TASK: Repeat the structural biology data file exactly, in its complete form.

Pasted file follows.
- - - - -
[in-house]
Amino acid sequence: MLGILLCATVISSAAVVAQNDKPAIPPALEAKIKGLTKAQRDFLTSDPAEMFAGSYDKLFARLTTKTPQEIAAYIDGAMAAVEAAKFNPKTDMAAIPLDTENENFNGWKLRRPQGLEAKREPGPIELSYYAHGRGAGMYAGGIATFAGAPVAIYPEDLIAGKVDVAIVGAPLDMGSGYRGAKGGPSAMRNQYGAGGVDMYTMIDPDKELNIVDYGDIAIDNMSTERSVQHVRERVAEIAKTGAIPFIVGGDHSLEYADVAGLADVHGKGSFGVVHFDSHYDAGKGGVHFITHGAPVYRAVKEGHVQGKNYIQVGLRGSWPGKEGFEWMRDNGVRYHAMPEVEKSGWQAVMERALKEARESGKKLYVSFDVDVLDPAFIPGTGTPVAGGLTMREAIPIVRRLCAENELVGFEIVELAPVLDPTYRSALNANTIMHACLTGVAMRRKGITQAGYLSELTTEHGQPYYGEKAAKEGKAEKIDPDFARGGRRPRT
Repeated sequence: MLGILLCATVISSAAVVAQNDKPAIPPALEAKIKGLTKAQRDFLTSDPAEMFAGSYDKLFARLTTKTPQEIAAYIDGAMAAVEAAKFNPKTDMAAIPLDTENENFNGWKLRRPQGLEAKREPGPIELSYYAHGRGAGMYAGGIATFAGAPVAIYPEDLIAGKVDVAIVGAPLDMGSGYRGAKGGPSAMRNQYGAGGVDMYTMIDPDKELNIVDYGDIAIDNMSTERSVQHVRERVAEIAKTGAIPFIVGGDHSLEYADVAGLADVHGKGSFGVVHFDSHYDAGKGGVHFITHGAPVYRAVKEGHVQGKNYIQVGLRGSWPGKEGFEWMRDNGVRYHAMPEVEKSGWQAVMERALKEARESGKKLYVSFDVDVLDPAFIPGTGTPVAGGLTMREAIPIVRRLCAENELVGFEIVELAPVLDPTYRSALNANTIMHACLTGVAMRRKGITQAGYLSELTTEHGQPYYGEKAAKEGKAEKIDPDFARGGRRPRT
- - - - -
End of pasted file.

[in-house]
Amino acid sequence: MLGILLCATVISSAAVVAQNDKPAIPPALEAKIKGLTKAQRDFLTSDPAEMFAGSYDKLFARLTTKTPQEIAAYIDGAMAAVEAAKFNPKTDMAAIPLDTENENFNGWKLRRPQGLEAKREPGPIELSYYAHGRGAGMYAGGIATFAGAPVAIYPEDLIAGKVDVAIVGAPLDMGSGYRGAKGGPSAMRNQYGAGGVDMYTMIDPDKELNIVDYGDIAIDNMSTERSVQHVRERVAEIAKTGAIPFIVGGDHSLEYADVAGLADVHGKGSFGVVHFDSHYDAGKGGVHFITHGAPVYRAVKEGHVQGKNYIQVGLRGSWPGKEGFEWMRDNGVRYHAMPEVEKSGWQAVMERALKEARESGKKLYVSFDVDVLDPAFIPGTGTPVAGGLTMREAIPIVRRLCAENELVGFEIVELAPVLDPTYRSALNANTIMHACLTGVAMRRKGITQAGYLSELTTEHGQPYYGEKAAKEGKAEKIDPDFARGGRRPRT
Repeated sequence: MLGILLCATVISSAAVVAQNDKPAIPPALEAKIKGLTKAQRDFLTSDPAEMFAGSYDKLFARLTTKTPQEIAAYIDGAMAAVEAAKFNPKTDMAAIPLDTENENFNGWKLRRPQGLEAKREPGPIELSYYAHGRGAGMYAGGIATFAGAPVAIYPEDLIAGKVDVAIVGAPLDMGSGYRGAKGGPSAMRNQYGAGGVDMYTMIDPDKELNIVDYGDIAIDNMSTERSVQHVRERVAEIAKTGAIPFIVGGDHSLEYADVAGLADVHGKGSFGVVHFDSHYDAGKGGVHFITHGAPVYRAVKEGHVQGKNYIQVGLRGSWPGKEGFEWMRDNGVRYHAMPEVEKSGWQAVMERALKEARESGKKLYVSFDVDVLDPAFIPGTGTPVAGGLTMREAIPIVRRLCAENELVGFEIVELAPVLDPTYRSALNANTIMHACLTGVAMRRKGITQAGYLSELTTEHGQPYYGEKAAKEGKAEKIDPDFARGGRRPRT